Biomechanical Principles of Motion through air and water

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# Biomechanical Principles of Motion through air and water - PowerPoint PPT Presentation

Biomechanical Principles of Motion through air and water. By Lauren Borg and Tiffany Marygold. The two mediums that us as humans generally perform in are air and water. They are both fluids and so both exert forces on the body as it moves through.

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### Biomechanical Principles of Motion through air and water

By Lauren Borg and Tiffany Marygold

• They are both fluids and so both exert forces on the body as it moves through.
• When an object or body travels through the air, it is considered projectile and its flight path is determined by a number of factors.
Projectile motion!

Contents

• Vertical and horizontal components
• Factors affecting the path of a projectile
• Factors that may influence projectile motion
• Angle of projection
• Speed of release
• Height of release

Anything that travels through the air and is affected by the forces of gravity and air resistance is considered as a projectile.

• Projectile motion is the factors that influence the flight path of the projectile.
Vertical and horizontal components
• Anything that is considered as a projectile will have horizontal and vertical components. This is the easiest way to analyse motion biomechanically.
Vertical component
• The vertical component of projectile motion is influenced by gravity.
• Gravity causes objects to accelerate towards the earth at a rate of 9.81 m/s²
• It is gravity that gives projectiles the parabolic flight path. (figure 5.2)
• Regardless of size, shape or weight all objects will pick up speed due to gravity.
Horizontal component
• The horizontal component is affected by air resistance.
• If there was no air resistance, the horizontal velocity of a projectile would remain the same.
Factors affecting the path of a projectile

The path of a projectile can be affected by three factors:

• Angle of projection (or release)
• Speed of release (or projection)
• Height of release (or projection)
Factors that may influence projectile motion
• Flight time
• Distance (horizontal)
• Distance (vertical)
• Flight path

Manipulating these variables helps determine the best combination for optimum performance.

Angle of projection
• The angle of projection is the angle at which an object is released. This will determine the flight path of the projectile.
• There are three shapes that a flight path can form.
Speed of release
• This is the speed at which an object is released.
• Projectiles have both a horizontal and vertical component.
• The vertical component determines the height reached and the flight time of the projectile.
• The horizontal component determines the distance covered by the projectile.
Height of release
• This is the difference between the height that a projectile is released and the height at which it lands or stops.
Human movement through air and water

Contents

• Laminar and turbulent flow
• Buoyancy
• Drag force
• Lift force (foil shape, angle of attack, Magnus effect)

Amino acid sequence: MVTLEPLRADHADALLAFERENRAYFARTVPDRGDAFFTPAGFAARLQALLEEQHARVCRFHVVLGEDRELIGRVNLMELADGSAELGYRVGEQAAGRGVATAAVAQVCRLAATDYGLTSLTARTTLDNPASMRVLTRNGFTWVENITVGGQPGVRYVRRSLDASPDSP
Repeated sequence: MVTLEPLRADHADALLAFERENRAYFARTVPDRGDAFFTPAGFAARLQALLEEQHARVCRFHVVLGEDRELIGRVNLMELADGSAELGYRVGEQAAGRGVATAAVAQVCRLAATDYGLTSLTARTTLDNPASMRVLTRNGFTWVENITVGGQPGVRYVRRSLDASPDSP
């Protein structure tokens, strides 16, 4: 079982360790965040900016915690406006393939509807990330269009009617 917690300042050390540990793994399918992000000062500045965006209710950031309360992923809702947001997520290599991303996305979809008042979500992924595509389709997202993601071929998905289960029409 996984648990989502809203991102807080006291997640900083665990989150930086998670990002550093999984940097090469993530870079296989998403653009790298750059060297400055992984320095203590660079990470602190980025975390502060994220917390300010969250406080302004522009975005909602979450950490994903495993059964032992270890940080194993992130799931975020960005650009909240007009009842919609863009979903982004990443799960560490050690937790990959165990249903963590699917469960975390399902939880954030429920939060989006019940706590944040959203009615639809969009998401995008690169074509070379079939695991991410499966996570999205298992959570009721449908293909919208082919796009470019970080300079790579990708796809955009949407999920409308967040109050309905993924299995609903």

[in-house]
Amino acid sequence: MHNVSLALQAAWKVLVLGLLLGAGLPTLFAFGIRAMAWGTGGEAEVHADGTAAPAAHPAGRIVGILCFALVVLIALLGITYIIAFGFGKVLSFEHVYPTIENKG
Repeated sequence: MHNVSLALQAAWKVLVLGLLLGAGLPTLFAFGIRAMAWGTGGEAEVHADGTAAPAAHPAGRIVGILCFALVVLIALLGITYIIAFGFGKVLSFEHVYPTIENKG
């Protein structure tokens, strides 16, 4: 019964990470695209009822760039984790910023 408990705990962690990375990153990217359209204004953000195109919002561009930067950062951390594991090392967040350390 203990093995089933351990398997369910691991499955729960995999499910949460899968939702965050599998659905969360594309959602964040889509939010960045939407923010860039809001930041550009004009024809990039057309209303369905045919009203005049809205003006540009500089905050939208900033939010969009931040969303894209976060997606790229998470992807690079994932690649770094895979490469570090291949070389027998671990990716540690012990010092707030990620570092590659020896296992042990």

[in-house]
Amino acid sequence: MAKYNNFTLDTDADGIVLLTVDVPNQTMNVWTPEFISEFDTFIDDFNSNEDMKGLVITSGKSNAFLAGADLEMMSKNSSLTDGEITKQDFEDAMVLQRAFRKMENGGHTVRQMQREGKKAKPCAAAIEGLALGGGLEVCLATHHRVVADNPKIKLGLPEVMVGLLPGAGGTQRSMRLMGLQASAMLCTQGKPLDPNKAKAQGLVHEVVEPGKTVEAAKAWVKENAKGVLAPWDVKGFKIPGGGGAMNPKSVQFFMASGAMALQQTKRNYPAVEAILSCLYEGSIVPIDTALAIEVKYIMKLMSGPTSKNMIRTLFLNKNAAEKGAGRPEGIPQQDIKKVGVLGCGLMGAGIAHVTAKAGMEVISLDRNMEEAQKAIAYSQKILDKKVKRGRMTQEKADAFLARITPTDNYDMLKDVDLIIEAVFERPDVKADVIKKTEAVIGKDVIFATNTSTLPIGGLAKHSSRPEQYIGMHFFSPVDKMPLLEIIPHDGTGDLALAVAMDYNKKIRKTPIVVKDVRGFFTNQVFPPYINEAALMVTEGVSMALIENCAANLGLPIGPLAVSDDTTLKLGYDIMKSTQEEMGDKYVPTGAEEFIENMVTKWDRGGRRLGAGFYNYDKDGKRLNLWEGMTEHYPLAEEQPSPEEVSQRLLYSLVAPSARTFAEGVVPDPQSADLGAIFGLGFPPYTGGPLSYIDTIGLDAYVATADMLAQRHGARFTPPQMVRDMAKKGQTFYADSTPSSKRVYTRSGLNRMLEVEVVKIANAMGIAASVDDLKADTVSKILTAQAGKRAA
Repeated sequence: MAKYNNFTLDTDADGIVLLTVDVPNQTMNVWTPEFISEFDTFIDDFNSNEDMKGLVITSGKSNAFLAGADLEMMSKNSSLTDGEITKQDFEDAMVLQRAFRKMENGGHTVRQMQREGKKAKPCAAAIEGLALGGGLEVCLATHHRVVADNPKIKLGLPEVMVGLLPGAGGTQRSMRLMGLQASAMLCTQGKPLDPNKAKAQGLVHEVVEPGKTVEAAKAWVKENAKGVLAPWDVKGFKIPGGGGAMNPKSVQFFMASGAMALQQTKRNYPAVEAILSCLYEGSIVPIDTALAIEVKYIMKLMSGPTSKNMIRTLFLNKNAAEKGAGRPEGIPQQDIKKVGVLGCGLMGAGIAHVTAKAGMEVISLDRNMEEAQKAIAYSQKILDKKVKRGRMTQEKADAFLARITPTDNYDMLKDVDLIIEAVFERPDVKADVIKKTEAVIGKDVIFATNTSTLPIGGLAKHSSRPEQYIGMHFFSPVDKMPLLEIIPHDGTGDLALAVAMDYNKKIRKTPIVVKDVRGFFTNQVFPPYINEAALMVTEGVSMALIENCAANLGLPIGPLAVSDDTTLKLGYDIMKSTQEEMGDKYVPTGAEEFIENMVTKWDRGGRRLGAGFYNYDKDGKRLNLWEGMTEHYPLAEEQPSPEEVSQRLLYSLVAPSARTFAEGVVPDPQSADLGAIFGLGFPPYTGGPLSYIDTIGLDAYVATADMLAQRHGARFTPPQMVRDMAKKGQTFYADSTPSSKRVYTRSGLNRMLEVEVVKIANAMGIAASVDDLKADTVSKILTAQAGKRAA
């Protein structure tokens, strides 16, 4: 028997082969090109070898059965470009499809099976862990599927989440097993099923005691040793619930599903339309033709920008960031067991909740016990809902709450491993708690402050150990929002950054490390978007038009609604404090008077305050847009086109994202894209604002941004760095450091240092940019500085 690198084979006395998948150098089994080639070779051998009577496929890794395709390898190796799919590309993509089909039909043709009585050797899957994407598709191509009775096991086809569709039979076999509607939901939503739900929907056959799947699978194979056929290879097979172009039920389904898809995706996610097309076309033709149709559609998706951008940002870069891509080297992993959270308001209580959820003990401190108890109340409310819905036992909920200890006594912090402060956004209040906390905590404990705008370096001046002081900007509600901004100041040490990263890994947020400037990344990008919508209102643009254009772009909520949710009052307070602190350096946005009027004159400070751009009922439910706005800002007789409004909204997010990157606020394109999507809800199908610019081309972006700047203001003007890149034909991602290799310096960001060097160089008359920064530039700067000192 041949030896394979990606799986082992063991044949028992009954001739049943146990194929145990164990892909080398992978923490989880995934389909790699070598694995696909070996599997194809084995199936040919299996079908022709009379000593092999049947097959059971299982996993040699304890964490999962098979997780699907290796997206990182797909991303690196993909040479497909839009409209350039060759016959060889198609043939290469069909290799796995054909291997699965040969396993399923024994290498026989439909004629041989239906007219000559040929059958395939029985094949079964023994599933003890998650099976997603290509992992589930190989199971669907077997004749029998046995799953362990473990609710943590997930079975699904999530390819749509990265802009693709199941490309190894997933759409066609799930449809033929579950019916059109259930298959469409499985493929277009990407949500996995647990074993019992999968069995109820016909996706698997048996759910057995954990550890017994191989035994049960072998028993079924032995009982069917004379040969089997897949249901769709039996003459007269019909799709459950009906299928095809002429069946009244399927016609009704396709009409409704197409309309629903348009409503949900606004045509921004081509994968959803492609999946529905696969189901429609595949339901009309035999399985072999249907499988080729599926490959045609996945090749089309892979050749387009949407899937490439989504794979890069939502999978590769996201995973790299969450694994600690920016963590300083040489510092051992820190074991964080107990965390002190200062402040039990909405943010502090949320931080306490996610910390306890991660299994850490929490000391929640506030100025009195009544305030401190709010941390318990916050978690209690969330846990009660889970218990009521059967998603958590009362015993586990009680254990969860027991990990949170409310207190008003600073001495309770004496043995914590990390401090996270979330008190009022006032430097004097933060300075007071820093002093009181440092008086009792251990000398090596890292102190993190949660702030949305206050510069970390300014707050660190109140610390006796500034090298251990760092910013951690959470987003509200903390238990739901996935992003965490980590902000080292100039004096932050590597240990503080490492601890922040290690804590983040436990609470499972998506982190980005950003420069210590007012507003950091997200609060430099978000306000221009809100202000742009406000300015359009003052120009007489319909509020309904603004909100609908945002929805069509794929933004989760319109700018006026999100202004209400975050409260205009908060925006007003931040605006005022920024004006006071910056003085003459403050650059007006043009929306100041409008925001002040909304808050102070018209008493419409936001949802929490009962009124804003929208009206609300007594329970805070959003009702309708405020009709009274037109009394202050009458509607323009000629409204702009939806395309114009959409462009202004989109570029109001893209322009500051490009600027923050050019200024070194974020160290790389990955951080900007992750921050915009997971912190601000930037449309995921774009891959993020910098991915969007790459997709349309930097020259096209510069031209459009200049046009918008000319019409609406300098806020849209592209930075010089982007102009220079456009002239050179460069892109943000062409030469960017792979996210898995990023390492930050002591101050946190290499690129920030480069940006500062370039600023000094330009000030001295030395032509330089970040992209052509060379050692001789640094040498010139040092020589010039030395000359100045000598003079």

Laminar flow
• When the flow of the fluid is not disturbed much, this is called laminar flow.
Turbulent flow
• When the layers of fluid near the surface get mixed together, this is called turbulent flow.
Buoyancy
• Buoyancy is the force that acts vertically upwards on a body that is immersed in water.
• The buoyant force is equal to the weight of the fluid that has been displaced.
• Buoyancy is affected by the density of the fluid, this means it is easier to float in the ocean then fresh water as the buoyancy is greater in sea water.
Drag force
• When a fluid flows around a stationary object or when an object moves through a liquid, drag force is generated. This slows the object down.
• In air this is called air resistance, and in water this is called hydrodynamic resistance.
• As the velocity of the fluid increases, the pressure decreases. This is known as Bernoulli’s principle.

Drag is affected by a number of factors:

• The shape of an object
• The density of the fluid
• The cross-sectional area of the object in the direction of motion
• The velocity of the object
Lift force

Lift force is the perpendicular movement to the

flow of the fluid. The factors affecting the lift

force are similar to those that affect drag:

• The velocity of the fluid
• The density of the fluid
• The size, shape and position of the object or body.

Lift can occur due to:

• The foil shape
• The angle of the object relative to the direction of the flow
• The Magnus effect
• The unevenness of surface on one side of a ball compared to another.
Foil shape
• A foil shape is one that can generate lift when in air or water.
Angle of attack
• The angle of attack is the angle between the long axis of the object or body and the direction of the air or water flow.
Magnus effect
• A spinning object creates regions of high and low pressures on either side of an object by increasing the fluid on one side and decreasing on the other, generating lift.
• The pressure difference is called Magnus force, which causes the object to deviate in the direction of the spin. This deviation is known as the Magnus effect.